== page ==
The Euonymus Emerald Gaiety is particularly popular as a foundation plant as well as a groundcover shrub because of how prolifically it grows. The leaves are a rich green and edged in white which stands out. At full maturity, the bush will reach an average of 1m in height and a slightly larger spread. The branches will grow in an upright fashion and you can train them with support to go up and over walls if you want.
The plant is a moderate grower so you won’t need to worry about it overtaking your garden quickly. It grows well in partial shade and takes on a slightly darker green pattern with cream edging in the shade. Is very effective as an ornamental hedge plant or as a groundcover and the only thing you really need to be careful of is reversion, where the shrub tries to revert back it a plain green colour and push out new branches, which you just need to prune.
9. Hypericum ‘Hidcote’ – St John’s Wort
One of the most popular plants for attracting wildlife is commonly referred to as St John’s Wort. It produces a collection of golden yellow flowers that can reach 5cm in diameter, spanning from the summer into the autumn. When planted it will become dense and this makes it great for a shrub border.
It does well in dappled shade or partial shade as long as the soil is well-drained. It will thrive in a sheltered area that doesn’t get exposed to cold weather or the wind. Once fully established it will span to 1.5m in height and spread, and this is one of the few evergreens that you can prune back every year in order to maintain the size and shape that you want. Like many of the evergreens shrubs on this list, it’s incredibly tolerant of all types of soil and pH levels. It is also very good for attracting bees thanks to its nectar and pollen-rich flowers. The plant brings with it green foliage from May through September with the bright yellow flowers being produced from June until September. You can take cuttings in August or September, and prune it between September and November.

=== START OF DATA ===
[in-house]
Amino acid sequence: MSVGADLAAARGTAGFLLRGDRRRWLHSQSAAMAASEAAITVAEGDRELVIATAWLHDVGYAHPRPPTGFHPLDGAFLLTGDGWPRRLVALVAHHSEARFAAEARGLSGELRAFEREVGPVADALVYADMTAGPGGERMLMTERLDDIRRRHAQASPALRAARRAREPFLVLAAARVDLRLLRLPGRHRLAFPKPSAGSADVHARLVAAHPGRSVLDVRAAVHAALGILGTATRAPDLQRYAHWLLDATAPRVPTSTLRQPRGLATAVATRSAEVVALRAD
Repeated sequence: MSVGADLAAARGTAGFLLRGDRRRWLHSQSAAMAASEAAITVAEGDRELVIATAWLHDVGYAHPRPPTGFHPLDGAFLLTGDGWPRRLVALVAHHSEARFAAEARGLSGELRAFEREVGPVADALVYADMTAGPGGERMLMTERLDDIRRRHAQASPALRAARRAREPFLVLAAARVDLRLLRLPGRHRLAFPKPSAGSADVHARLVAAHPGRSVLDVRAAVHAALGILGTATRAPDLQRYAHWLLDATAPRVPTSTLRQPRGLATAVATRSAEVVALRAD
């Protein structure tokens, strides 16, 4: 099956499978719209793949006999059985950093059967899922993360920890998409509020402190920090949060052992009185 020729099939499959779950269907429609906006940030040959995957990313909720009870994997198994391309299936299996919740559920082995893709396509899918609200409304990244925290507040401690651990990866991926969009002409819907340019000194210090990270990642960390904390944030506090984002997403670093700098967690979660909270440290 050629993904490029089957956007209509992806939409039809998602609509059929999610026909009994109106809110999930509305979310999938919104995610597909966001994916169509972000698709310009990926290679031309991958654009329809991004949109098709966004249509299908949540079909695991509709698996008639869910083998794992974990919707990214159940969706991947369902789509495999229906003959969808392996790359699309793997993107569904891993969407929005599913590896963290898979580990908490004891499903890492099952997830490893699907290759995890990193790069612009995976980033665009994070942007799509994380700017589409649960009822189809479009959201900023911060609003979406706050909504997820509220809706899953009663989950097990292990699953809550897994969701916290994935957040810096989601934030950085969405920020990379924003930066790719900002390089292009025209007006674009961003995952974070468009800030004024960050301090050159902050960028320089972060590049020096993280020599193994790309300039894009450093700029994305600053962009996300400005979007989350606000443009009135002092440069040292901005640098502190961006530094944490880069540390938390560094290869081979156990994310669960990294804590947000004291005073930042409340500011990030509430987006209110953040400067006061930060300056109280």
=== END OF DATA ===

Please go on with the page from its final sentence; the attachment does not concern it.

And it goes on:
10. Azalea japonica
A beautiful and small shrub you can enjoy its beautiful flowers that take on vibrant shades of purple, red, pink or white. This shrub will reach a height between 1.5 and 2m tall. The foliage remains evergreen while the flowers spring up in April and May.
This plant prefers partial shade and will do well in acidic soil in particular. It’s actually important that you don’t overexpose it to sunlight because this can interfere with the floral production. Once it is established it won’t require a great deal of watering during the autumn, however, it might need watering more frequently in the spring or summer depending on the temperatures.
Once it is established itself (a few years in) you won’t need to worry about extra watering except during heat waves. Rainwater is very effective at helping cultivate the plants. It is also not necessary to prune this particular plant unless you want to change the shape or reduce the size, but in general, no pruning is required.
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Last update on 2022-03-17 / Affiliate links / Images from Amazon Product Advertising API